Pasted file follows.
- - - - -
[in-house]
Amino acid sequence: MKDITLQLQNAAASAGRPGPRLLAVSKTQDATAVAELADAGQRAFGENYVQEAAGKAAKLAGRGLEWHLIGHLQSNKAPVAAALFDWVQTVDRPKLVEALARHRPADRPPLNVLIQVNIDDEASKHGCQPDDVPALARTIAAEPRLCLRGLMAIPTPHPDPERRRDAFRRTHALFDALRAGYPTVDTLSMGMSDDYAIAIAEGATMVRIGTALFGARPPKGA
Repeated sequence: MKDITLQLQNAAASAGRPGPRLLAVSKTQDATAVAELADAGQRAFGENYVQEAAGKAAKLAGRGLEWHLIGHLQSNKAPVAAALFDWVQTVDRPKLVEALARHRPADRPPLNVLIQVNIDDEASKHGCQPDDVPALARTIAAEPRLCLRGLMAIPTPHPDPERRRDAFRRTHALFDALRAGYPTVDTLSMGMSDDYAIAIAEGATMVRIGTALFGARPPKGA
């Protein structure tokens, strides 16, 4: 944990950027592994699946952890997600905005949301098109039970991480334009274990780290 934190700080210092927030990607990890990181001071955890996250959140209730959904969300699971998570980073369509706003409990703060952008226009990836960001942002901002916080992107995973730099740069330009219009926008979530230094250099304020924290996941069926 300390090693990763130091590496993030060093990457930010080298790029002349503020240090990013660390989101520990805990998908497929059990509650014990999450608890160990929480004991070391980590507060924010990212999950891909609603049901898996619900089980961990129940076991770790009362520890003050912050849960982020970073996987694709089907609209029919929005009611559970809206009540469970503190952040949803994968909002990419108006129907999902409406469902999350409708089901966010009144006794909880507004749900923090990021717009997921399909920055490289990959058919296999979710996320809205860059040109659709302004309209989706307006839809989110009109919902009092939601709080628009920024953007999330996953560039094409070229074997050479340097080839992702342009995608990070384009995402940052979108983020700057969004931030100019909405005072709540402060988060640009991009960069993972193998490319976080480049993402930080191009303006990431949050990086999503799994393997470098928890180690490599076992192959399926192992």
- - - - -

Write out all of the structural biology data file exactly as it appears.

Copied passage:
[in-house]
Amino acid sequence: MKDITLQLQNAAASAGRPGPRLLAVSKTQDATAVAELADAGQRAFGENYVQEAAGKAAKLAGRGLEWHLIGHLQSNKAPVAAALFDWVQTVDRPKLVEALARHRPADRPPLNVLIQVNIDDEASKHGCQPDDVPALARTIAAEPRLCLRGLMAIPTPHPDPERRRDAFRRTHALFDALRAGYPTVDTLSMGMSDDYAIAIAEGATMVRIGTALFGARPPKGA
Repeated sequence: MKDITLQLQNAAASAGRPGPRLLAVSKTQDATAVAELADAGQRAFGENYVQEAAGKAAKLAGRGLEWHLIGHLQSNKAPVAAALFDWVQTVDRPKLVEALARHRPADRPPLNVLIQVNIDDEASKHGCQPDDVPALARTIAAEPRLCLRGLMAIPTPHPDPERRRDAFRRTHALFDALRAGYPTVDTLSMGMSDDYAIAIAEGATMVRIGTALFGARPPKGA
């Protein structure tokens, strides 16, 4: 944990950027592994699946952890997600905005949301098109039970991480334009274990780290 934190700080210092927030990607990890990181001071955890996250959140209730959904969300699971998570980073369509706003409990703060952008226009990836960001942002901002916080992107995973730099740069330009219009926008979530230094250099304020924290996941069926 300390090693990763130091590496993030060093990457930010080298790029002349503020240090990013660390989101520990805990998908497929059990509650014990999450608890160990929480004991070391980590507060924010990212999950891909609603049901898996619900089980961990129940076991770790009362520890003050912050849960982020970073996987694709089907609209029919929005009611559970809206009540469970503190952040949803994968909002990419108006129907999902409406469902999350409708089901966010009144006794909880507004749900923090990021717009997921399909920055490289990959058919296999979710996320809205860059040109659709302004309209989706307006839809989110009109919902009092939601709080628009920024953007999330996953560039094409070229074997050479340097080839992702342009995608990070384009995402940052979108983020700057969004931030100019909405005072709540402060988060640009991009960069993972193998490319976080480049993402930080191009303006990431949050990086999503799994393997470098928890180690490599076992192959399926192992």